‘Putin f**ker’ Ukraine FM fired, may become ambassador
A total of 319 Ukrainian MPs voted in favor of firing Deshchitsa
on Thursday, well above the required simple majority of 226
votes. Meanwhile, newly-elected President Petro Poroshenko
declared that he wanted to thank the former FM by offering him
another diplomatic posting.
“I want to separately thank Andrey Bogdanovich Deshchitsa. I can say that I offered him to head one of Ukraine’s foreign diplomatic missions and he accepted the offer,” Poroshenko said after the parliamentary vote.
Poroshenko did not specify which country Deshchitsa would be sent to, however.
“Russia, Russia!” Ukrainian MPs started calling out in parliament, along with other suggested destinations.
“Please do not insist on the country, we will pick one together with Deshchitsa,” the president replied.
Poroshenko proposed Ukraine’s current ambassador to Germany,
Pavel Klimkin, as the new foreign minister. His appointment was
approved by MPs.
The diplomatic scandal blew up last Sunday as a few hundred Ukrainian protesters were rallying outside the Russian Embassy in Kiev. Deshchitsa joined the protesters, who vandalized the premises of the embassy. Their actions included overturning several diplomatic cars, piling up tires to block entry into the building, throwing stones, smoke grenades and eggs, and painting Nazi insignias.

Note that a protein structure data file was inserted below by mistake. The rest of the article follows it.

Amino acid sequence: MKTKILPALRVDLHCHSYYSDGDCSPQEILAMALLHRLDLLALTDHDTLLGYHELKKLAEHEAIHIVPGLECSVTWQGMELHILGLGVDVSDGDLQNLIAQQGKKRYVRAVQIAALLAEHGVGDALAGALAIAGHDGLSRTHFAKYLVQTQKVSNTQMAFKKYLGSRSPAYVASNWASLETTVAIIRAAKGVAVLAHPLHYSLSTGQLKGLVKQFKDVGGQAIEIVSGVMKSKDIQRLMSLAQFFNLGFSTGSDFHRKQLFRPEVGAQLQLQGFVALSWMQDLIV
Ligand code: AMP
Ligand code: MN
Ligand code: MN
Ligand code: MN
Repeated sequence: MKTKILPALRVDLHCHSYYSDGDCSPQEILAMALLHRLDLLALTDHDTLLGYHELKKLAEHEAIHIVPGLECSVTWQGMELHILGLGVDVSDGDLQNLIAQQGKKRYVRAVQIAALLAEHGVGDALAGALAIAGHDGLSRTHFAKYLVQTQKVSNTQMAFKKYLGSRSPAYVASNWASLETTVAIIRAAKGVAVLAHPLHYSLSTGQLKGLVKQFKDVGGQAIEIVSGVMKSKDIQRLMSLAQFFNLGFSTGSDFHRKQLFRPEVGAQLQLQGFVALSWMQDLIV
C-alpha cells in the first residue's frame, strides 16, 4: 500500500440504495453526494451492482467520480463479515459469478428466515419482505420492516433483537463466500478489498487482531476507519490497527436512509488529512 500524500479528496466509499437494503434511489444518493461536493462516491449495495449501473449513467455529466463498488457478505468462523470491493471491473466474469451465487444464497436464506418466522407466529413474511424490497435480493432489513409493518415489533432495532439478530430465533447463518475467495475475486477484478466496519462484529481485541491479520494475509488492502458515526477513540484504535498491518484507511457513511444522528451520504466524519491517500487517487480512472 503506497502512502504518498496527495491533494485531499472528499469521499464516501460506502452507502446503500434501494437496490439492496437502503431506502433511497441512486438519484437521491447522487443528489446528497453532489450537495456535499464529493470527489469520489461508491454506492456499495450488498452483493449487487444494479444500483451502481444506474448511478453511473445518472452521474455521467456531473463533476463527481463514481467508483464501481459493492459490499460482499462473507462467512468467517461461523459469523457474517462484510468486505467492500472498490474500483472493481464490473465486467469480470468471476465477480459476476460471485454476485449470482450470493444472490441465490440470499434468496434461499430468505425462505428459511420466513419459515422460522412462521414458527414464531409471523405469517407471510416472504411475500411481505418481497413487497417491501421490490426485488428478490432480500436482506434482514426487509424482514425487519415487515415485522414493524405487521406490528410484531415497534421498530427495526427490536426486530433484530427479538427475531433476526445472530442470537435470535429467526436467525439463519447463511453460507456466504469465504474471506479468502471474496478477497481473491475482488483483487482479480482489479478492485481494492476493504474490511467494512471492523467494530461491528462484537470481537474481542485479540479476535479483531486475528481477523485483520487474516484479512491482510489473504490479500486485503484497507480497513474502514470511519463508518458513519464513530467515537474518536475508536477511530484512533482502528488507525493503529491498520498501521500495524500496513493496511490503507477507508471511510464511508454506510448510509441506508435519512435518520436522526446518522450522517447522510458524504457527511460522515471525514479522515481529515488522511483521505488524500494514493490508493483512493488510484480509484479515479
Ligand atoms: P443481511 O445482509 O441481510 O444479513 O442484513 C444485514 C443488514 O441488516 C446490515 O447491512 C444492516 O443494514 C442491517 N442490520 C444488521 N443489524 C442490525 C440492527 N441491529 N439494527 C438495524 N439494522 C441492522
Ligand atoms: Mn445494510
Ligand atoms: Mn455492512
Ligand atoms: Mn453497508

“In an effort to calm the people,” as he later explained it, Deshchitsa said: “I want to say: Russia, get out of Ukraine. Putin’s a f**ker, right!” His words were immediately picked up and turned into a football chant by the delighted mob.
The undiplomatic language saw support from some US officials. US ambassador to Ukraine Geoffrey Pyatt wrote in his Twitter account that he gave “great credit to @ADeshchytsia for seeking to defuse a dangerous situation. A skilled diplomat and credit to #Ukraine”
US State Dept. spokesperson Jen Psaki on Monday also defended Deshchitsa, saying that his swearing was
justified by what it achieved.
“He’s been encouraging calm, encouraging a peaceful resolution, and I would otherwise point you to the Ukrainians on the meaning of the language used, but I think the context here of what effort he was undergoing is an incredibly important part.”